Mission of Mercy To Host Free Dental Clinic In Bridgeport
The Connecticut Mission of Mercy will host its sixth annual free dental service clinic in Bridgeport on June 7 and 8 to serve the state’s uninsured and underserved population.
For the past five years, Connecticut residents in need of dental care have flocked to Mission of Mercy’s free dental clinic where patients wait hours in line for care. Each year the queue of 1,000 patients per day has filled up before the clinic’s doors have opened at 6 a.m.
Senate President Donald Williams, D-Brooklyn, and House Speaker Brendan Sharkey, D-Hamden, joined Bridgeport Mayor Bill Finch today to announce this year’s event, which will take place at the Webster Bank Arena and will service another 2,000 patients in two days.
“The dentists in the state of Connecticut have really stepped up,” Sharkey said. “Mission of Mercy is one of the examples of the volunteer work that they are willing to contribute to provide for the health care needs of the most needy in the state.”
There are roughly 500,000 to 600,000 Connecticut residents without dental insurance, a service that employers are likely to cut first in hard economic times because of its high premiums, according to the Connecticut State Dental Association Executive Director Carol Dingeldey.
“Even for folks that have health insurance, they do not have dental insurance,” Williams said. “It makes no sense to me the way we break that up. We insure the rest of a person’s physical health, but somehow we carve out their teeth, which is so important to our overall health.”
The vast majority of patients seen at the clinic have typically been adults who do not qualify for dental coverage under the state’s HUSKY program, which provides dental care mainly to children under 19. And, because Connecticut was the seventh state to begin offering a free dental clinic, the event has even attracted patients from all over the country.
Dingeldey added that the number of perennial patients is a concern.
“We do see people returning every year, and this has now become their dental home, and that’s, quite honestly, not our desired state,” Dingeldey said. “We want to get people out of pain and provide those most important dental services for them, but it really shouldn’t be their dental home.”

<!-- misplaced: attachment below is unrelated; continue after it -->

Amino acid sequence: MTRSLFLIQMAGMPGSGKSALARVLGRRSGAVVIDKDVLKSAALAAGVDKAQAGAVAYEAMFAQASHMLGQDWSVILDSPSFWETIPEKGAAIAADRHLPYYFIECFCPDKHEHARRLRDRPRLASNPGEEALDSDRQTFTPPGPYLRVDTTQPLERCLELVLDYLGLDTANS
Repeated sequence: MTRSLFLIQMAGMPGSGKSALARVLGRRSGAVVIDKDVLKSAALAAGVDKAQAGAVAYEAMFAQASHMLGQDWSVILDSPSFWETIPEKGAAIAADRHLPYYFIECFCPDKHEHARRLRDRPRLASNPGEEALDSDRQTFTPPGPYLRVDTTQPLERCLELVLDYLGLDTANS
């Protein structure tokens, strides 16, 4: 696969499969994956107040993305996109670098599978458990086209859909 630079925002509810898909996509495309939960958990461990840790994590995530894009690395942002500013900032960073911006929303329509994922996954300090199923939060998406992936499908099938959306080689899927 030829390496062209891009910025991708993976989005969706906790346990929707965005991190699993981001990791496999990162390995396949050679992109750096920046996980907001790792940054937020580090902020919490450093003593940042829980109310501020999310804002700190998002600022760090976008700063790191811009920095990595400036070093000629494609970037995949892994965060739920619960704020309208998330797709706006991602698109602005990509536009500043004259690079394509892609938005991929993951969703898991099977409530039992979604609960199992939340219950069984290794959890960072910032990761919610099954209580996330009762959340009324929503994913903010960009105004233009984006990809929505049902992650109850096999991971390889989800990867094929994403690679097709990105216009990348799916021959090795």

The clinic will provide cleanings, fillings, X-rays, oral exams, root canal treatment, general health screenings, and even oral surgery and temporary partial dentures for as many patients as possible. But the volunteers are limited in their services by time and availability of resources. For example, patients at the clinic will not be able to receive permanent dentures and replacement teeth for extractions will be limited.
“We must keep in mind that the Connecticut Mission of Mercy is not a substitute for a long term solution,” Dingeldey said. “That solution is a health care system that works.”
Even with major health insurance reforms coming to Connecticut with the federal mandates under the Affordable Care Act, the adults without dental insurance that are typical patients at the free clinic are unlikely to be covered because the act only mandates dental coverage for children.
For this reason, doctors like Bruce Tandy, a Mission of Mercy co-chair, continue to call for dental insurance reform while also looking to continue the clinic and service new areas.
“Going forward, we’d really like to take this project into Hartford. We’re going to need a lot of help from our legislators and our corporate sponsors because it’s an expensive undertaking,” Tandy said.
Dr. Michael Perl, who worked with the Connecticut State Dental Association to bring a free clinic to the state, coordinates the annual fundraising for the event, which he said costs roughly a half million dollars to put on. About $250,000 of that is in the form of supplies and services, he said.
The clinic’s co-chairman Dr. Ernie Spira said volunteers come from “all walks of life” and include students from educational programs throughout the state as well as AmeriCorps, a federal community service program. This year more than 1,500 volunteers are expected to work at the Bridgeport clinic.